Steve Miller: A perspective on Canada’s beef industry. Part 1

Former Gentec collaborator Steve Miller has had quite a decade in terms of the chance to view the beef industry across various functional responsibilities (and continents). We caught up with Steve at the 2023 Beef Improvement Federation meeting in Calgary and again from his office in Armidale, New South Wales, Australia, where he is the Director of the Animal Genetics and Breeding Unit. (BTW, it’s the same office he worked out of for a year as an UGuelph exchange student almost 30 years ago.) We hoped to gather some of his insights around the progress being made in beef improvement, how it is being received, and get some perspective on where things may progress.

Steve developed a cross-continental perspective on the issues and opportunities facing the beef industry after working on selection indexes as a postdoc at AgSights (formerly Beef Improvement Ontario or BIO); as Principle Scientist with AgResearch New Zealand (think USDA or AAFC); Director of Genetic Research, American Angus Association / Angus Genetics Inc. (AGI) of Missouri, where he still “sublets” a portion of his time.

Several themes emerged from our discussion. Taken together they provide context to the complexity of arriving at workable solutions for beef improvement.

Some of that complexity is the long-time delay—in many instances a minimum of 5-years—from ideation to any commercial benefit, which can lead to frustration and a lack of credibility in the eyes of producers. Steve told the story of the owner of Nelson Farms (Iowa) who had a habit of pounding the table and pointing out that while there had been “lots of talk, there had been nothing delivered to actually make the cattle better”. To emphasize the point, Steve says, “In the beef industry, you work for Mother Nature and get paid by Father Time.” One way to minimize the impact of these delays is to create a structure that allows the beef industry to be proactive and, (paraphrasing Gretzky) skate to where the puck is GOING to be.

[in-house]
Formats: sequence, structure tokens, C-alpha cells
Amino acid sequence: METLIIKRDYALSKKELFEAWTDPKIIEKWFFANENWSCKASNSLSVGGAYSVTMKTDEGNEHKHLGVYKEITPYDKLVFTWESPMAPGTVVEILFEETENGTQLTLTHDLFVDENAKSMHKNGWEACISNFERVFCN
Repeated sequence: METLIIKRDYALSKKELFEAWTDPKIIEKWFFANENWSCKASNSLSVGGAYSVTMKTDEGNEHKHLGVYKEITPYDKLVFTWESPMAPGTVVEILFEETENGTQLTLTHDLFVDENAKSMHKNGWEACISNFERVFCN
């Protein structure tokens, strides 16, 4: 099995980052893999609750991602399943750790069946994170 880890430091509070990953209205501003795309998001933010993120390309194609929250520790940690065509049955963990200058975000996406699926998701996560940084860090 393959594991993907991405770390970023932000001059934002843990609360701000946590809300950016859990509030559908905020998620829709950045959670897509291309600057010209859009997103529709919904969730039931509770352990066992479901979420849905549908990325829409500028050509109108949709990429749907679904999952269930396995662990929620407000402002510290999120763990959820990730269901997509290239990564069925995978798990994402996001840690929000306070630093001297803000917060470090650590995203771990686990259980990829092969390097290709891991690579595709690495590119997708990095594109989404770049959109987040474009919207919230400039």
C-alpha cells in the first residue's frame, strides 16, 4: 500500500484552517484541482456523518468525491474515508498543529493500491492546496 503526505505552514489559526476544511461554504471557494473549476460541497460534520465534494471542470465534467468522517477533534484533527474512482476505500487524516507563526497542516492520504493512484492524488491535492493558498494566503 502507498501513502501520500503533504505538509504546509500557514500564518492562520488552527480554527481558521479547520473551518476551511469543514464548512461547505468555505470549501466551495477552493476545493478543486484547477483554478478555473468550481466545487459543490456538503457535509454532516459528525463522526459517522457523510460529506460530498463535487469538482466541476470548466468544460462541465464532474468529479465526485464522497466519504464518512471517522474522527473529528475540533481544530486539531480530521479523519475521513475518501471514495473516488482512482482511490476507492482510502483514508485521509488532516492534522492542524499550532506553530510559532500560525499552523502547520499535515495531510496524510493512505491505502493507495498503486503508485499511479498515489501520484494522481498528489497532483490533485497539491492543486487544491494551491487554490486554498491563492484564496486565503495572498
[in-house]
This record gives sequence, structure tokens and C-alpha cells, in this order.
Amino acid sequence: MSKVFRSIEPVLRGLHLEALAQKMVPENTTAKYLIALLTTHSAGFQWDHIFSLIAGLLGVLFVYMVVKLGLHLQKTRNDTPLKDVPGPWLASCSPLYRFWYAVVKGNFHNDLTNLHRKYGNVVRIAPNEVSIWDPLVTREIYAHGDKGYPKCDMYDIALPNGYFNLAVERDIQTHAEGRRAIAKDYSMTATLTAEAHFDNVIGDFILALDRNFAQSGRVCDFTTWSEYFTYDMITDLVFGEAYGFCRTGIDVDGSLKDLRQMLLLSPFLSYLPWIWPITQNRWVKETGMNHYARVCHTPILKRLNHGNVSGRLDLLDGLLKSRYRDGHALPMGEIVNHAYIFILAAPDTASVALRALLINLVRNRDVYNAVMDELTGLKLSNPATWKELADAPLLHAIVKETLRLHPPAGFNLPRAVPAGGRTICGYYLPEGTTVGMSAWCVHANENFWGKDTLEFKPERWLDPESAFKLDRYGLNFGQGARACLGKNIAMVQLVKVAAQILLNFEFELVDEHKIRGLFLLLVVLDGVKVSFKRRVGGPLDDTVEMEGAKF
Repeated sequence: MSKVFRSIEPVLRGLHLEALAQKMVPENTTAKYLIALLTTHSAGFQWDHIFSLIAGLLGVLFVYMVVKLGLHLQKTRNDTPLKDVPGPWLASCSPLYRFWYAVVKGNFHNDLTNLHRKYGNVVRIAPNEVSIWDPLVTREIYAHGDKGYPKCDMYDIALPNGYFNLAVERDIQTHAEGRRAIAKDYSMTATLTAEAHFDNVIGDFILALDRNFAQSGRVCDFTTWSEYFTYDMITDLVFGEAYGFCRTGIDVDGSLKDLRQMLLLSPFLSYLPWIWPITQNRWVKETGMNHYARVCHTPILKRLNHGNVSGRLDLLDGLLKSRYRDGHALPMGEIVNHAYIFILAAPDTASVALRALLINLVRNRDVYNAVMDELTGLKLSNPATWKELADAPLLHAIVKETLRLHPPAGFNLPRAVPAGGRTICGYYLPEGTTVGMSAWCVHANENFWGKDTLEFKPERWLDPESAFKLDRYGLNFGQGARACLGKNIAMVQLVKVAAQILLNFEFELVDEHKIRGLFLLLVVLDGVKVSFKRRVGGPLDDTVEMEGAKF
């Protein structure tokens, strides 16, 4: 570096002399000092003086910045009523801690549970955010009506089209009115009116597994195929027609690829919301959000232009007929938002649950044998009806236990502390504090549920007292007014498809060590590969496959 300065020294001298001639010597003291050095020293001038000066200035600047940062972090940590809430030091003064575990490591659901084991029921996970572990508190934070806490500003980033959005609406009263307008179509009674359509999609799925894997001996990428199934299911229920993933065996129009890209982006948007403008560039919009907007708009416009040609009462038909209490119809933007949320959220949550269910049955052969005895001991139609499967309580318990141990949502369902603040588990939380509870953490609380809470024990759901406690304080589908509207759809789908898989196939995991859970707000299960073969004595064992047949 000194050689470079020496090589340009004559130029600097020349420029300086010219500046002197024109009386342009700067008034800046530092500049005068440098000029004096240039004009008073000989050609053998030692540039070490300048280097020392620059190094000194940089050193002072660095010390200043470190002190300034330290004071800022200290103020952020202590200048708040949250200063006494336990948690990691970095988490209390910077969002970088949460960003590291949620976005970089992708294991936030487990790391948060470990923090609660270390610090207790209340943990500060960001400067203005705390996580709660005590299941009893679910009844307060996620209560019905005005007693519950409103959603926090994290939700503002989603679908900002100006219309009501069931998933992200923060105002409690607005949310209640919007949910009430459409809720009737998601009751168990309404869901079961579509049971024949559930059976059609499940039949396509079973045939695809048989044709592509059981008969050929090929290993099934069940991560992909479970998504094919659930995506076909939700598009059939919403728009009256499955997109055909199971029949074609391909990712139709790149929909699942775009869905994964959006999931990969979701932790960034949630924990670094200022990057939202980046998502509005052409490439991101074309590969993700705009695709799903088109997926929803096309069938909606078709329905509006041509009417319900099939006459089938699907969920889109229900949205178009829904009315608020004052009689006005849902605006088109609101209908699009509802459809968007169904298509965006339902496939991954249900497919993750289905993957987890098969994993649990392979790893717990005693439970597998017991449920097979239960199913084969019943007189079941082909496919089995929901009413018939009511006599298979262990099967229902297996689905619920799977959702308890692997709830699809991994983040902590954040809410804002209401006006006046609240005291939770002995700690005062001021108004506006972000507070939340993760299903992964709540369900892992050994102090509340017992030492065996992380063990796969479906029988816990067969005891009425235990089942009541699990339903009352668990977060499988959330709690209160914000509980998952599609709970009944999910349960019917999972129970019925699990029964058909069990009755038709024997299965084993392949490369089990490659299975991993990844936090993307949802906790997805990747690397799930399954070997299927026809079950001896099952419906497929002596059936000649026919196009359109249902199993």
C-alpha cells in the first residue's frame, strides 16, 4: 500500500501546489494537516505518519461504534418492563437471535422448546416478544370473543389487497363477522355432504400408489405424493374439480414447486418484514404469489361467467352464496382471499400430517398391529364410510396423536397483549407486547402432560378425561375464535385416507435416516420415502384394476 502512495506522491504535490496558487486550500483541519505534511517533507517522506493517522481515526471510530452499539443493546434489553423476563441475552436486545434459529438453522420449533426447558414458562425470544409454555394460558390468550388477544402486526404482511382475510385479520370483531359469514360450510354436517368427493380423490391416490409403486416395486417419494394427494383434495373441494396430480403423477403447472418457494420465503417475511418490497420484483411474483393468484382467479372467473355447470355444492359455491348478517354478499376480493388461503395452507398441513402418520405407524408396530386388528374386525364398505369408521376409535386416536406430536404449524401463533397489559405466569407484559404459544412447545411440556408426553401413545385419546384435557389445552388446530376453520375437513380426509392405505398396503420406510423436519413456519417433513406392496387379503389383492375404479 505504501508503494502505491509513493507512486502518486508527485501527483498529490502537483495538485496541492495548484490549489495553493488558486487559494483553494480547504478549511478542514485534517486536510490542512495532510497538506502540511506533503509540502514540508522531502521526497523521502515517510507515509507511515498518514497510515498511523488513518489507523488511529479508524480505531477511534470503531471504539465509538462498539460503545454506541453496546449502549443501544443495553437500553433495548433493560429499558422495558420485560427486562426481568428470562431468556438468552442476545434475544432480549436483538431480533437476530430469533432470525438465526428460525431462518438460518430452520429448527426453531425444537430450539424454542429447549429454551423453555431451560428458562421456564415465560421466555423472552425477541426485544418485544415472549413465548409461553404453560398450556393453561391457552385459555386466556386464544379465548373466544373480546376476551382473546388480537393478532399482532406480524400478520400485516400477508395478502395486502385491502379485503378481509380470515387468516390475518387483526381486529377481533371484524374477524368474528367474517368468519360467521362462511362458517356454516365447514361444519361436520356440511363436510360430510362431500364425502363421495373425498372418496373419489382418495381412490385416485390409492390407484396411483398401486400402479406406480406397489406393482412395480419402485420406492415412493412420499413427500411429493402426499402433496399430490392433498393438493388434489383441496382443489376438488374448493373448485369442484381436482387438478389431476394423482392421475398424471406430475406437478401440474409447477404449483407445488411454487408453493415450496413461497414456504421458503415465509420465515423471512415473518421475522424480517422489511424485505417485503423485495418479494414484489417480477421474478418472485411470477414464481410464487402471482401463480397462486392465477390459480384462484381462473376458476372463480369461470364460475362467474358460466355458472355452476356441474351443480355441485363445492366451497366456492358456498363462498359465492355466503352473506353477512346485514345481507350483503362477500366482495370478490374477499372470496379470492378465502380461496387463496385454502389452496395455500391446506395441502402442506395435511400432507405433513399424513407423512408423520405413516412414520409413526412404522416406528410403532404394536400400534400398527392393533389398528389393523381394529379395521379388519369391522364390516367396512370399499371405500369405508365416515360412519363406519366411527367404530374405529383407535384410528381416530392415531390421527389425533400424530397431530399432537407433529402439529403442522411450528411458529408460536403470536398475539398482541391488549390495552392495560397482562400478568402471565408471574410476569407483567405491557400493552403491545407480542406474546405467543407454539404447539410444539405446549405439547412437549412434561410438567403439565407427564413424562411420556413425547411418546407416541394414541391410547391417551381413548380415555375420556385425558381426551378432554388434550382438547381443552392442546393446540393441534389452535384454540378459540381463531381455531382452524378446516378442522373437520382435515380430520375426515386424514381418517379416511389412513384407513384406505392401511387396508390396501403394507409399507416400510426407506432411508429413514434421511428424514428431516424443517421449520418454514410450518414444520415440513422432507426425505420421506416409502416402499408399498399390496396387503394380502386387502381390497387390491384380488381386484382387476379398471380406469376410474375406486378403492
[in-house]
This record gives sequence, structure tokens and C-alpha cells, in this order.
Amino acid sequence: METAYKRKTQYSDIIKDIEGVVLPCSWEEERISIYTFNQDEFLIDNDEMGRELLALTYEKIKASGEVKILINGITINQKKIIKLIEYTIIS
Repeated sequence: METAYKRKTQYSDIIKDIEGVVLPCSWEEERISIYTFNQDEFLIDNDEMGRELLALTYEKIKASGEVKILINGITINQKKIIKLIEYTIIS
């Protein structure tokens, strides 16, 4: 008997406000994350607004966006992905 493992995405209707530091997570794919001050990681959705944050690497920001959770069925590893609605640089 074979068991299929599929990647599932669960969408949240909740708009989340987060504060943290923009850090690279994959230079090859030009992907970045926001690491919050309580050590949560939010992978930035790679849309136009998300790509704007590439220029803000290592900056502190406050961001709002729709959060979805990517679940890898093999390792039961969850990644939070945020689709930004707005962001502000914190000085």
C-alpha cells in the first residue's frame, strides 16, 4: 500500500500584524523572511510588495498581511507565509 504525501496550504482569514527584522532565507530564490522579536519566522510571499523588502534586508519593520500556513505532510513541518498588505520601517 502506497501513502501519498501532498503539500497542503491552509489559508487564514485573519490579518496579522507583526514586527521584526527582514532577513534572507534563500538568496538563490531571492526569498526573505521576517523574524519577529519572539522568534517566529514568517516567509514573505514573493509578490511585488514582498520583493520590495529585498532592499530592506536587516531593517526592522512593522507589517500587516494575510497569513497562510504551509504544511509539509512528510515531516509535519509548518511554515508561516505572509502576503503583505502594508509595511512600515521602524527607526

A second critical element is that the adoption of genetic technology is “a rope that reacts better to a pull than a push” and that, unlike for some other species, the structure of the beef industry can make this difficult to achieve. But again, there are opportunities, generally around price signals. When we spoke with Steve several years ago, he cautioned to “beware the call of the promised land” as it related to the economic potential of genomics in the commercial cattle sector. In other words, it might have huge potential to impact change but is a hard nut to crack! Part of the challenge has been a combination of factors that include inefficiencies in the supply chain; the fact that every producer knows what their cattle sells for (revenue) but few know the cost of production (cost); and that virtually all genomics for commercial beef relate to improving said cost.